Evelyn Blankstein was born in Winnipeg March 5, 1913, the daughter of Lena and Max Blankstein. She grew up with her brothers and sisters on Dufferin and then Machray Avenue in the house designed and built by her father, architect Max Z. Blankstein. She attended Aberdeen, Machray and then St. John’s Tech and then went on to the University of Manitoba to study Architecture, graduating with a Bachelor of Architecture in 1935. Two of Evelyn’s six siblings (Cecil and Morley) also became architects.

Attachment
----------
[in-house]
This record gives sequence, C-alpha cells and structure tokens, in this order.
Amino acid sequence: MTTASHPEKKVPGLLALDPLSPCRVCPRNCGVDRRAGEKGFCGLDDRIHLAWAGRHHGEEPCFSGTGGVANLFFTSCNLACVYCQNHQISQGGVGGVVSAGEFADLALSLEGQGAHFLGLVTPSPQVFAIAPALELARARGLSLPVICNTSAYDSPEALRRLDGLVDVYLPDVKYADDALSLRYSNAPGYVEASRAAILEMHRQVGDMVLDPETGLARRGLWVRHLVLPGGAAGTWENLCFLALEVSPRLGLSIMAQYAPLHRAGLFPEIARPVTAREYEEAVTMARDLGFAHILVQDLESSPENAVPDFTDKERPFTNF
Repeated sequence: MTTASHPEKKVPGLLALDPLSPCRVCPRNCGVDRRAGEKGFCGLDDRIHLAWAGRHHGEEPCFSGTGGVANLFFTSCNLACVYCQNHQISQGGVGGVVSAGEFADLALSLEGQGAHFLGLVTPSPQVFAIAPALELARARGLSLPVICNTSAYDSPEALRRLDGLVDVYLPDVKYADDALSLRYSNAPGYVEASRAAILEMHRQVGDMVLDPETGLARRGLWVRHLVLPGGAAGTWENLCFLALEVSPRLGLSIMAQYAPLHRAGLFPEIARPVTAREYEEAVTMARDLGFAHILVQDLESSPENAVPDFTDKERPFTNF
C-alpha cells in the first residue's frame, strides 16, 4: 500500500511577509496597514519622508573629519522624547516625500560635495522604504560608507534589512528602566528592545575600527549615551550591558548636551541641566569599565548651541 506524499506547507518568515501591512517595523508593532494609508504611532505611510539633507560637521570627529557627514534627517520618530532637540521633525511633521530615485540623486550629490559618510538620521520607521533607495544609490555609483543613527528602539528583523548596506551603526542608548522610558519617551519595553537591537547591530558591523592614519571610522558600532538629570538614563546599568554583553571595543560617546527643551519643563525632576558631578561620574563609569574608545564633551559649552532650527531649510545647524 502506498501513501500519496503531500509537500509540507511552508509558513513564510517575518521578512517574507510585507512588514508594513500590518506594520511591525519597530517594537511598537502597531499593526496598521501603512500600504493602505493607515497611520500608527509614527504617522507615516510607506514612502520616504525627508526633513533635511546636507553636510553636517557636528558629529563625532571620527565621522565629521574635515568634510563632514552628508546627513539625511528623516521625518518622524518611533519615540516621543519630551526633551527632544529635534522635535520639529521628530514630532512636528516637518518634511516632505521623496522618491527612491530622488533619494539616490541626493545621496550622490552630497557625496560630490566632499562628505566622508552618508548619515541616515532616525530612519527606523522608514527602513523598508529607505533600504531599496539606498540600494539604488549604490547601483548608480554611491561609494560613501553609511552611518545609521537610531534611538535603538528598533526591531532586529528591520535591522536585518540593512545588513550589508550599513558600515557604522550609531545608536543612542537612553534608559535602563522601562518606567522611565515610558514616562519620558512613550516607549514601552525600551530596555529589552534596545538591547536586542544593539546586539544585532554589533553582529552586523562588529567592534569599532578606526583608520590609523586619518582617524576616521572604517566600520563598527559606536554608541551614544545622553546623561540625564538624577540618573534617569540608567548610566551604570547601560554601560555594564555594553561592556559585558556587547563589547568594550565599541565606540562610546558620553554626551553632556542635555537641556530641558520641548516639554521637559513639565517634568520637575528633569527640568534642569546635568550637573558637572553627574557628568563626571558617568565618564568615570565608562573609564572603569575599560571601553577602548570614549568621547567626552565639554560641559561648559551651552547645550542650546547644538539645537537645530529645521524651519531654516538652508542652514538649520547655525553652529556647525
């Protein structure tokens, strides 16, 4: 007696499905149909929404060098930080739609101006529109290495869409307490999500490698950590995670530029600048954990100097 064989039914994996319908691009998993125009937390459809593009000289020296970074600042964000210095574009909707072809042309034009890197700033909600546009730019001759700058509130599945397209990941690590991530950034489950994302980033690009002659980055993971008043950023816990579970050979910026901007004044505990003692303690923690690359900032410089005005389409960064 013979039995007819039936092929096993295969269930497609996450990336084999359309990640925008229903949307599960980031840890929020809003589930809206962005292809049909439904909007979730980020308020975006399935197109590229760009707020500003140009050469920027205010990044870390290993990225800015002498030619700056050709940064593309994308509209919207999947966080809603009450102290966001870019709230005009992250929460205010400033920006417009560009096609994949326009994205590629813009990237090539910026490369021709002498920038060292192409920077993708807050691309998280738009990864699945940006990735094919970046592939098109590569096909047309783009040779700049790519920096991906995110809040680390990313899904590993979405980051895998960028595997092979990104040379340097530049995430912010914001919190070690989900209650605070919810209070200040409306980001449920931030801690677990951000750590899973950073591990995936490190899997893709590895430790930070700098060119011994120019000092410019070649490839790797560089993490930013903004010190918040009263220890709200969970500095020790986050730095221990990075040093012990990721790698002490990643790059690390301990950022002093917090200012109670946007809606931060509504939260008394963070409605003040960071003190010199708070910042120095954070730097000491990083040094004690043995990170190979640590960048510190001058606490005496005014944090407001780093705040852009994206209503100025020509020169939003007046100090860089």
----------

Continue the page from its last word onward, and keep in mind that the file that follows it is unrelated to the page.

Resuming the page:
Whether she knew it or not, she was a leader who pioneered, lived and proved the concept of gender equality. Evelyn Blankstein worked as an architect -- when there were few Winnipeg women in a profession that was considered a male preserve -- for close to 40 years, first in her brother Cecil’s office and then for Hobbs Glass (later Canadian Pittsburgh Industries). There she designed and facilitated the use of architectural glass for stores, movie theaters, offices and factories designed in the architectural offices of Winnipeg.
During her life, Evelyn was an athlete, participating in team sports such as volleyball, tennis, basketball and track and field while at high school and university – where she was Woman Athlete of the Year. She also excelled on the golf links at Glendale Golf Club where she was the first of a few women golfers with a full membership enabling her to golf with the men.